Berlin: Angela Merkel positioned herself as a force for stability in what she called “exceptionally difficult” and uncertain times after she ended months of speculation and announced that she will run for a fourth term as German chancellor.
Saying that she had weighed her decision “endlessly,” Merkel said that she will seek re-election as chairwoman of her party and will then contest next year’s federal election. She intends to serve a full, four-year term, “as long as my health allows it.”
“This election will be difficult like no other before it,” Merkel said. “We will be grappling with challenges from all sides, from the right as never before and from a strong polarisation of our society.”
With US President-elect Donald Trump assuming office in January and the UK preparing to leave the European Union, Merkel is defending her position as Europe’s pre-eminent leader amid unprecedented political uncertainty. A referendum in Italy and an Austrian presidential ballot in two weeks, followed by elections in the Netherlands, France and then Germany will all test voter appetite for populist candidates who promise to upset the established order.
Citing the refugee crisis, the conflict in Syria and Brexit, Merkel said that the EU faces “great tensions.”
The impact of the US election and questions over western ties with Russia add to “a global situation that, to put it lightly, has to re-orient itself.” The result is she’ll be running in what are “exceptionally difficult and, one can also say, uncertain times.”
“This removes any last bit of uncertainty,” Carsten Nickel, an analyst for Teneo Intelligence, said. “For the markets, it’s positive” and it’s reassuring for wider Europe, he said. “Even if they don’t agree on everything, people know her, they know what to expect from her.”
Teneo put the chance of a fourth Merkel term at 80 per cent.
All the same, the chancellor said that it is “grotesque and absurd” to expect that any one person, “even with the greatest experience, can fix the situation for better or worse in Germany, Europe and the world — and certainly not a German chancellor”.
Her goal instead will be to work toward mending divisions in Germany. “Right now, I feel well prepared and have ideas,” she said.
Merkel’s bid to retain the party leadership she has held since 2000 will now go to a vote at the CDU’s annual convention in the western city of Essen in early December. Assuming she is re-elected chairwoman, she will then contest federal elections in the fall of next year as her party’s candidate for chancellor.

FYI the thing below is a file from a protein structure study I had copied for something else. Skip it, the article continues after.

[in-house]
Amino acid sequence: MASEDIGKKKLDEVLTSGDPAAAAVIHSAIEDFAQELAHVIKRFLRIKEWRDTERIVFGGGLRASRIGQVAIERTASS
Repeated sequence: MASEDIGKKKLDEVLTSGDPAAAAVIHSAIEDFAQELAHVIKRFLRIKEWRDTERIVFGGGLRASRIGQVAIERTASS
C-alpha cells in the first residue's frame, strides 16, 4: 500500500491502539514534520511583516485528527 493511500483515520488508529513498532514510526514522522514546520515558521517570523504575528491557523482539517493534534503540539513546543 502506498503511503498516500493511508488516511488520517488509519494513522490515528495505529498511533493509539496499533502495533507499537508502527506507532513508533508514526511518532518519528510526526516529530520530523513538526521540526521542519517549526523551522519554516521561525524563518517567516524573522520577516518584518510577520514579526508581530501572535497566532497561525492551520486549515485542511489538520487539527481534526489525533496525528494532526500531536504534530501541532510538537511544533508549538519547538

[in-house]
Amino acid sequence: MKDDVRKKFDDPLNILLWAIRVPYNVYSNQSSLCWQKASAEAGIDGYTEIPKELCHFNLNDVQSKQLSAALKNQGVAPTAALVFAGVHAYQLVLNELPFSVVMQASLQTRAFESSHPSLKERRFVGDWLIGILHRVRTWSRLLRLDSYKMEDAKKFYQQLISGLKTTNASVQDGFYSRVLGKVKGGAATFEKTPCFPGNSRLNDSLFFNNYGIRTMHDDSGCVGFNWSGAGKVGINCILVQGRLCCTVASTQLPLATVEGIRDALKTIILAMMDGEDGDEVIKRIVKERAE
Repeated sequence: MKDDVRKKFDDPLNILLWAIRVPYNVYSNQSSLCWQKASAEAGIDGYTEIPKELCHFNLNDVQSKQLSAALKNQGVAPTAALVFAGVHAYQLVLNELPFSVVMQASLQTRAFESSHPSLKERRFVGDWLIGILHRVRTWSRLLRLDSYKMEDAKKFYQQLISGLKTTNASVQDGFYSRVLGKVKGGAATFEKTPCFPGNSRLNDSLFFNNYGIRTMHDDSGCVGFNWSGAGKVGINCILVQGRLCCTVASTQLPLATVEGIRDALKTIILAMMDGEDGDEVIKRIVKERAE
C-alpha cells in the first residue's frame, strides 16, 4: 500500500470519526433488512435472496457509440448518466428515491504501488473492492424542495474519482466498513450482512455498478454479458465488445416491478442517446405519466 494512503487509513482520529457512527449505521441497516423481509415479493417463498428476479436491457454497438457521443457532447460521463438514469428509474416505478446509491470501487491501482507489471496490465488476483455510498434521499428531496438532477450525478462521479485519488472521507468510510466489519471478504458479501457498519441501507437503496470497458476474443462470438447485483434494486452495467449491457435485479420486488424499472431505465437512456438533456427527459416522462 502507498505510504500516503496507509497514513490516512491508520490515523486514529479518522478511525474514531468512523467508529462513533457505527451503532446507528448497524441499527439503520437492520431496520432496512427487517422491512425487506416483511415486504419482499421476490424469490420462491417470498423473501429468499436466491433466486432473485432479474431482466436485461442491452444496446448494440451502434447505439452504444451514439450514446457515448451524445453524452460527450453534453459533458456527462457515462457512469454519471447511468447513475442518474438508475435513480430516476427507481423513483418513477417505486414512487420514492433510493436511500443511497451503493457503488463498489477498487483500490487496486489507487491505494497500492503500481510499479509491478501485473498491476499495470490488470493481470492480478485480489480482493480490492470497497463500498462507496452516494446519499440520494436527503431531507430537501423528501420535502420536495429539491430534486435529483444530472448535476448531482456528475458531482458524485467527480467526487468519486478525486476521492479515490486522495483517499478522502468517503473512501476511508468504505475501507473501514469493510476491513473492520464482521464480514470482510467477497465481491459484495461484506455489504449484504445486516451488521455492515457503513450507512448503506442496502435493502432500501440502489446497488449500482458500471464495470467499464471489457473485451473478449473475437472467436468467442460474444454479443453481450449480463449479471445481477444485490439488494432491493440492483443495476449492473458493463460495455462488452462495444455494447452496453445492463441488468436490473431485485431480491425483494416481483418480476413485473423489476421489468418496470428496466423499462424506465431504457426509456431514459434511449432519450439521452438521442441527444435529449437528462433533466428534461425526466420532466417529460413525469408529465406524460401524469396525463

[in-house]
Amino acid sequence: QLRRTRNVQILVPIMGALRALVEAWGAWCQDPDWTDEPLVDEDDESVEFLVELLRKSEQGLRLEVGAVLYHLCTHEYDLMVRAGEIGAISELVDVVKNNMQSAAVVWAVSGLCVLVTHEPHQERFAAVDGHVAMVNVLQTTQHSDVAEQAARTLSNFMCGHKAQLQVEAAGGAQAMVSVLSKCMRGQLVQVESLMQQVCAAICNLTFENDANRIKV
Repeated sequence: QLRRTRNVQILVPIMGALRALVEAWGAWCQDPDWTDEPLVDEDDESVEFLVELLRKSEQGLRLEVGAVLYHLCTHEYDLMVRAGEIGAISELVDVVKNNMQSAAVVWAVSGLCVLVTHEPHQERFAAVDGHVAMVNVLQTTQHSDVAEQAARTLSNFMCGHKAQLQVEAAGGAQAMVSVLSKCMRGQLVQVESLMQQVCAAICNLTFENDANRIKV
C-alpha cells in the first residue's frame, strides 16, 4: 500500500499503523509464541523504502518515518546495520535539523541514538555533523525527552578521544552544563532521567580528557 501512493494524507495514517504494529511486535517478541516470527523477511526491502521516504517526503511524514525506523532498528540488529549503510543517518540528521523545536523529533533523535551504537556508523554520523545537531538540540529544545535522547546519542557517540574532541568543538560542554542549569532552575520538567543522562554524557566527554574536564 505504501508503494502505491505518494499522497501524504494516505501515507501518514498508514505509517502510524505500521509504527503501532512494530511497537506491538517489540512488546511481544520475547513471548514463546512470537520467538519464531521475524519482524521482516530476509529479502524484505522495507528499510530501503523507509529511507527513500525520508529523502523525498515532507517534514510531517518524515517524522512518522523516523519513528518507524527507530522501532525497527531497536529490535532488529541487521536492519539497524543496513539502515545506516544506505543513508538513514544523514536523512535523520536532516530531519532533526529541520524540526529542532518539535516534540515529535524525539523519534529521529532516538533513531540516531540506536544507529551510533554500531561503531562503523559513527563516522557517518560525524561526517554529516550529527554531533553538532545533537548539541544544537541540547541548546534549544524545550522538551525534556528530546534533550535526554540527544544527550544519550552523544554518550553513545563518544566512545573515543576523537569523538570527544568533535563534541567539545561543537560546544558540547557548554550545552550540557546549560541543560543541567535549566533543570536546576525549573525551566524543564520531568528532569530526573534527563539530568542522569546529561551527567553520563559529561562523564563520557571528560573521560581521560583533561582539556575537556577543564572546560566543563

Germany’s first female chancellor and its first from the formerly communist East has been weakened by a populist backlash against her policy of allowing almost 1 million refugees to enter Germany last year, a decision that fuelled backing for the anti-immigration Alternative for Germany. While the opprobrium heaped on her contributed to Merkel’s hesitancy over trying to extend her tenure as chancellor, she said the refugee crisis was not the sole reason for her deliberations.
A two-day visit by President Barack Obama on his farewell overseas trip underscored what’s at stake for Europe faced with uncertainty over the incoming Trump administration’s policy in areas such as free trade, Nato and Russia. Calling her “outstanding” and his closest international partner, Obama all but endorsed her to run again while saying that any weakening of the trans-Atlantic alliance would lead to a “meaner, harsher and tougher world.”
Polls suggest support for her bloc has stabilised as measures to curtail the influx of refugees and ease the return of those whose applications for asylum are rejected take effect. The approval ratings for her CDU/CSU bloc were at 33 per cent in an Emnid poll for the Bild am Sonntag newspaper. That compared with 24 per cent for the SPD, 12 per cent for the opposition Greens, 9 per cent for the anti-capitalist Left Party and 5 per cent for the Free Democrats, her second-term coalition partner. The AfD had 13 per cent.
The same poll showed 55 per cent of voters favoured another term for Merkel, up from 42 per cent in August. Among her own party’s supporters, 92 per cent back her for a fourth term, while among women the figure was 66 per cent. Even among SPD voters, 54 per cent said they wanted Merkel to stand again.
Hurdles to her re-election remain. Any further terrorist attack in Germany linked to radicalised immigrants or the collapse of a controversial refugee deal with Turkey could upend her bid for the chancellery.